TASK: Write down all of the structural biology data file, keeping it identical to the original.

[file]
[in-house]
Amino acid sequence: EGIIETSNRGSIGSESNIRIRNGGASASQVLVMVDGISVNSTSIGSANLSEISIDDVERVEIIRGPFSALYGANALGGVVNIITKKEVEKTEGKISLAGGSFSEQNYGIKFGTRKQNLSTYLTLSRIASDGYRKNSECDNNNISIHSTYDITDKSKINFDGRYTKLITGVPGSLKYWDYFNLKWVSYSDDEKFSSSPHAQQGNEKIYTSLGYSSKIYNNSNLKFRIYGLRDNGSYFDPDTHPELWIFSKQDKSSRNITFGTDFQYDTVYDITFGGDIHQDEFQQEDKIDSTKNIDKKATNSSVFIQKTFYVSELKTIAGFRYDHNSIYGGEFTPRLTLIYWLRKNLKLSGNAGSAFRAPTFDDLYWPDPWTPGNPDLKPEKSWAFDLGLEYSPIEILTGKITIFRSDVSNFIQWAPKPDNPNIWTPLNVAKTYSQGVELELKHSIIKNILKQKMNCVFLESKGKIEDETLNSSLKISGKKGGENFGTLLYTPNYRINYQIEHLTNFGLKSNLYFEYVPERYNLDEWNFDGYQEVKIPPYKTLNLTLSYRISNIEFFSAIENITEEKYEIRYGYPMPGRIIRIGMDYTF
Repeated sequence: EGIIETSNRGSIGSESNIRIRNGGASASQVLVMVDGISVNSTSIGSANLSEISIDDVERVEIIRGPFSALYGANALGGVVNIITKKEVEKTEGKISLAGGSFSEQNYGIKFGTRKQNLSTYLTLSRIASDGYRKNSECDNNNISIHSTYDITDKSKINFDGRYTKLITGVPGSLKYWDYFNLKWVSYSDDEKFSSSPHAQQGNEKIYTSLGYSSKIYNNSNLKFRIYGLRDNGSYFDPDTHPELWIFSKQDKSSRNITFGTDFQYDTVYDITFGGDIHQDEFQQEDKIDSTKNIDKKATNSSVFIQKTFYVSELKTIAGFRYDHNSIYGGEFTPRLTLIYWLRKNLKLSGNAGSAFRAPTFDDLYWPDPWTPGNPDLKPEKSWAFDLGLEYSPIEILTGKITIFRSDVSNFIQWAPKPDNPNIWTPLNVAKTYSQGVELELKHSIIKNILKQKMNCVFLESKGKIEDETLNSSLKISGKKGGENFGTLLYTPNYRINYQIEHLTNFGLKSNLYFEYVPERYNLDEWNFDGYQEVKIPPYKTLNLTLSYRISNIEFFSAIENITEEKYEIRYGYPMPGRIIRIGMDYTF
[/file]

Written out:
[in-house]
Amino acid sequence: EGIIETSNRGSIGSESNIRIRNGGASASQVLVMVDGISVNSTSIGSANLSEISIDDVERVEIIRGPFSALYGANALGGVVNIITKKEVEKTEGKISLAGGSFSEQNYGIKFGTRKQNLSTYLTLSRIASDGYRKNSECDNNNISIHSTYDITDKSKINFDGRYTKLITGVPGSLKYWDYFNLKWVSYSDDEKFSSSPHAQQGNEKIYTSLGYSSKIYNNSNLKFRIYGLRDNGSYFDPDTHPELWIFSKQDKSSRNITFGTDFQYDTVYDITFGGDIHQDEFQQEDKIDSTKNIDKKATNSSVFIQKTFYVSELKTIAGFRYDHNSIYGGEFTPRLTLIYWLRKNLKLSGNAGSAFRAPTFDDLYWPDPWTPGNPDLKPEKSWAFDLGLEYSPIEILTGKITIFRSDVSNFIQWAPKPDNPNIWTPLNVAKTYSQGVELELKHSIIKNILKQKMNCVFLESKGKIEDETLNSSLKISGKKGGENFGTLLYTPNYRINYQIEHLTNFGLKSNLYFEYVPERYNLDEWNFDGYQEVKIPPYKTLNLTLSYRISNIEFFSAIENITEEKYEIRYGYPMPGRIIRIGMDYTF
Repeated sequence: EGIIETSNRGSIGSESNIRIRNGGASASQVLVMVDGISVNSTSIGSANLSEISIDDVERVEIIRGPFSALYGANALGGVVNIITKKEVEKTEGKISLAGGSFSEQNYGIKFGTRKQNLSTYLTLSRIASDGYRKNSECDNNNISIHSTYDITDKSKINFDGRYTKLITGVPGSLKYWDYFNLKWVSYSDDEKFSSSPHAQQGNEKIYTSLGYSSKIYNNSNLKFRIYGLRDNGSYFDPDTHPELWIFSKQDKSSRNITFGTDFQYDTVYDITFGGDIHQDEFQQEDKIDSTKNIDKKATNSSVFIQKTFYVSELKTIAGFRYDHNSIYGGEFTPRLTLIYWLRKNLKLSGNAGSAFRAPTFDDLYWPDPWTPGNPDLKPEKSWAFDLGLEYSPIEILTGKITIFRSDVSNFIQWAPKPDNPNIWTPLNVAKTYSQGVELELKHSIIKNILKQKMNCVFLESKGKIEDETLNSSLKISGKKGGENFGTLLYTPNYRINYQIEHLTNFGLKSNLYFEYVPERYNLDEWNFDGYQEVKIPPYKTLNLTLSYRISNIEFFSAIENITEEKYEIRYGYPMPGRIIRIGMDYTF